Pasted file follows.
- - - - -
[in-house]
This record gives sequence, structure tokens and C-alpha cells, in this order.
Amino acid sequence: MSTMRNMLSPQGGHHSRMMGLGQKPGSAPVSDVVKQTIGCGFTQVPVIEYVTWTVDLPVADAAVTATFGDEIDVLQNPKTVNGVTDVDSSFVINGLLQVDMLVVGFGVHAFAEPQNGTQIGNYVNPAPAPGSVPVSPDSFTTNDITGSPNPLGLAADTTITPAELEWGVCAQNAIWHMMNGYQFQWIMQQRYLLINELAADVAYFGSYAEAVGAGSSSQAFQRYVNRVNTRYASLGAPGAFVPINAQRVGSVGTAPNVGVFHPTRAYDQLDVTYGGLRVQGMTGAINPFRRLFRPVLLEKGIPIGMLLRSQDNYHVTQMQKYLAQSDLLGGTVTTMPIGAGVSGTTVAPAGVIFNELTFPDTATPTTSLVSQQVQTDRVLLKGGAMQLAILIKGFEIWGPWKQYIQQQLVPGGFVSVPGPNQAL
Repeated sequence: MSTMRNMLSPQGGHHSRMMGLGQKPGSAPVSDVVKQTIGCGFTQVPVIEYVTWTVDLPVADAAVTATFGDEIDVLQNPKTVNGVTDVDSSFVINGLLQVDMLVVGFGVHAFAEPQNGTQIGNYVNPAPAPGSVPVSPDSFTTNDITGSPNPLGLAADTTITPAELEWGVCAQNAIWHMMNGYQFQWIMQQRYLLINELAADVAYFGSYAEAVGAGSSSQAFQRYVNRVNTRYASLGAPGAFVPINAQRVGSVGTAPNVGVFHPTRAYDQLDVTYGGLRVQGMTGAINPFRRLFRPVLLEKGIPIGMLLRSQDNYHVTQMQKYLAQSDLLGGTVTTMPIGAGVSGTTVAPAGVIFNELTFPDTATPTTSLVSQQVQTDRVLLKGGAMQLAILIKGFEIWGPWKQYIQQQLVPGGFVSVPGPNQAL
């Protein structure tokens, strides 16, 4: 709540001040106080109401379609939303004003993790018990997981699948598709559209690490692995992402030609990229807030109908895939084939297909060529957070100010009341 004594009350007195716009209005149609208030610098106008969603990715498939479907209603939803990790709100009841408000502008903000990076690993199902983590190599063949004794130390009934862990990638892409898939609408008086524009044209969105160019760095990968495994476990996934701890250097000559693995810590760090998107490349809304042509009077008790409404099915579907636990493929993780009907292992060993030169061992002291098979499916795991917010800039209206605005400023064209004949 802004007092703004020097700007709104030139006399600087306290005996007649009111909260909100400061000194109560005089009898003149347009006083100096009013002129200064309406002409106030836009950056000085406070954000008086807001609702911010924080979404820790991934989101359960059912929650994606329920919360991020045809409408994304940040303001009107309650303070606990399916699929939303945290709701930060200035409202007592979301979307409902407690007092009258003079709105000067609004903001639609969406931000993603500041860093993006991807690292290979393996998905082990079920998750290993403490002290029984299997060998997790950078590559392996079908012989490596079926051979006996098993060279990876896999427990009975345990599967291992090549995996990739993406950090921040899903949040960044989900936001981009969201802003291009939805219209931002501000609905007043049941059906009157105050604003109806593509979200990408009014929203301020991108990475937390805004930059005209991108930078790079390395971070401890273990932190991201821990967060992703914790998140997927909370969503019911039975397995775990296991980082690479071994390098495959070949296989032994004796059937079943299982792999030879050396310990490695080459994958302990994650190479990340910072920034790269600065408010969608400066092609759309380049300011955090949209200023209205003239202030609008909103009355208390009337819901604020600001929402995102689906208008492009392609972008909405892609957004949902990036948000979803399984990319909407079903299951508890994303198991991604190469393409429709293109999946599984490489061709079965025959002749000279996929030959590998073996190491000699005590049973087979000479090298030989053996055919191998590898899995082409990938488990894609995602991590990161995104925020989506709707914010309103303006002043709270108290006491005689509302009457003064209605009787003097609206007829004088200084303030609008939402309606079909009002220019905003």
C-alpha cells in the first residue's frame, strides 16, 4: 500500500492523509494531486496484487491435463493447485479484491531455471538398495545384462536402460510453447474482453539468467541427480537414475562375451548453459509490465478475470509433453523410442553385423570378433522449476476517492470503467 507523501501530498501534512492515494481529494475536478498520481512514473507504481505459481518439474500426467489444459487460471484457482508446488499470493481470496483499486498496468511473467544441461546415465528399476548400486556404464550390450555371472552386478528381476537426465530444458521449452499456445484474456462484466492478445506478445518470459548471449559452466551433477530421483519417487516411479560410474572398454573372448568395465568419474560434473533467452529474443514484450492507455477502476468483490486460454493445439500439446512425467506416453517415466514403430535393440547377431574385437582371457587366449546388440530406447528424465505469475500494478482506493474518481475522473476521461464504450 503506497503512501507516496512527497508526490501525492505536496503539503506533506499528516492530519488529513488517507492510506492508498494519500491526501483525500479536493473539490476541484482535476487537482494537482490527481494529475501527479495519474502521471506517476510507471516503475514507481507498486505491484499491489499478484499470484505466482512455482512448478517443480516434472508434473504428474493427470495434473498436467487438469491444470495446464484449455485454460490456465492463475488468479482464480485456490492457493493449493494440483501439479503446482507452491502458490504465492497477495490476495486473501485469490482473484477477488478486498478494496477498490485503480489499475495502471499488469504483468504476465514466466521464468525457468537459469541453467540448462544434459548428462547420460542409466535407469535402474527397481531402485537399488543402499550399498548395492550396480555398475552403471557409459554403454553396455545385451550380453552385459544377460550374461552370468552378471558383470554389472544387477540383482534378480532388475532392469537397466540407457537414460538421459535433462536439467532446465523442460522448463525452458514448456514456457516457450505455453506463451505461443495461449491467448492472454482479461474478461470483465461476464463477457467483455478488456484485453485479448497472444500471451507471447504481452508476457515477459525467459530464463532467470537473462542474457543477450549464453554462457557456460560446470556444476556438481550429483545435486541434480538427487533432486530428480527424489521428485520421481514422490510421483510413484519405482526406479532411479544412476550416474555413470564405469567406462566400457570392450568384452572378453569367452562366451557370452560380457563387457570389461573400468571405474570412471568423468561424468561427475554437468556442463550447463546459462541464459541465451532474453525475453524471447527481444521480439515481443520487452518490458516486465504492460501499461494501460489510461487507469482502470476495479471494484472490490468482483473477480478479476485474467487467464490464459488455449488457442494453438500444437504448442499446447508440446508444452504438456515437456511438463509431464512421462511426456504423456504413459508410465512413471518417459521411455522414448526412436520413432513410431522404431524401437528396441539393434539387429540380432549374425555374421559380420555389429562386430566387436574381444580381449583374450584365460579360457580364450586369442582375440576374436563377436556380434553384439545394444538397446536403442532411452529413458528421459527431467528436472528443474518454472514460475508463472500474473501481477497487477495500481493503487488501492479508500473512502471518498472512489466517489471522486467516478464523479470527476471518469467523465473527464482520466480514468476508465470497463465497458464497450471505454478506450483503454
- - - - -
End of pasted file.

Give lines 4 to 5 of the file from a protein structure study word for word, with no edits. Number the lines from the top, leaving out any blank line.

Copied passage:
Repeated sequence: MSTMRNMLSPQGGHHSRMMGLGQKPGSAPVSDVVKQTIGCGFTQVPVIEYVTWTVDLPVADAAVTATFGDEIDVLQNPKTVNGVTDVDSSFVINGLLQVDMLVVGFGVHAFAEPQNGTQIGNYVNPAPAPGSVPVSPDSFTTNDITGSPNPLGLAADTTITPAELEWGVCAQNAIWHMMNGYQFQWIMQQRYLLINELAADVAYFGSYAEAVGAGSSSQAFQRYVNRVNTRYASLGAPGAFVPINAQRVGSVGTAPNVGVFHPTRAYDQLDVTYGGLRVQGMTGAINPFRRLFRPVLLEKGIPIGMLLRSQDNYHVTQMQKYLAQSDLLGGTVTTMPIGAGVSGTTVAPAGVIFNELTFPDTATPTTSLVSQQVQTDRVLLKGGAMQLAILIKGFEIWGPWKQYIQQQLVPGGFVSVPGPNQAL
């Protein structure tokens, strides 16, 4: 709540001040106080109401379609939303004003993790018990997981699948598709559209690490692995992402030609990229807030109908895939084939297909060529957070100010009341 004594009350007195716009209005149609208030610098106008969603990715498939479907209603939803990790709100009841408000502008903000990076690993199902983590190599063949004794130390009934862990990638892409898939609408008086524009044209969105160019760095990968495994476990996934701890250097000559693995810590760090998107490349809304042509009077008790409404099915579907636990493929993780009907292992060993030169061992002291098979499916795991917010800039209206605005400023064209004949 802004007092703004020097700007709104030139006399600087306290005996007649009111909260909100400061000194109560005089009898003149347009006083100096009013002129200064309406002409106030836009950056000085406070954000008086807001609702911010924080979404820790991934989101359960059912929650994606329920919360991020045809409408994304940040303001009107309650303070606990399916699929939303945290709701930060200035409202007592979301979307409902407690007092009258003079709105000067609004903001639609969406931000993603500041860093993006991807690292290979393996998905082990079920998750290993403490002290029984299997060998997790950078590559392996079908012989490596079926051979006996098993060279990876896999427990009975345990599967291992090549995996990739993406950090921040899903949040960044989900936001981009969201802003291009939805219209931002501000609905007043049941059906009157105050604003109806593509979200990408009014929203301020991108990475937390805004930059005209991108930078790079390395971070401890273990932190991201821990967060992703914790998140997927909370969503019911039975397995775990296991980082690479071994390098495959070949296989032994004796059937079943299982792999030879050396310990490695080459994958302990994650190479990340910072920034790269600065408010969608400066092609759309380049300011955090949209200023209205003239202030609008909103009355208390009337819901604020600001929402995102689906208008492009392609972008909405892609957004949902990036948000979803399984990319909407079903299951508890994303198991991604190469393409429709293109999946599984490489061709079965025959002749000279996929030959590998073996190491000699005590049973087979000479090298030989053996055919191998590898899995082409990938488990894609995602991590990161995104925020989506709707914010309103303006002043709270108290006491005689509302009457003064209605009787003097609206007829004088200084303030609008939402309606079909009002220019905003």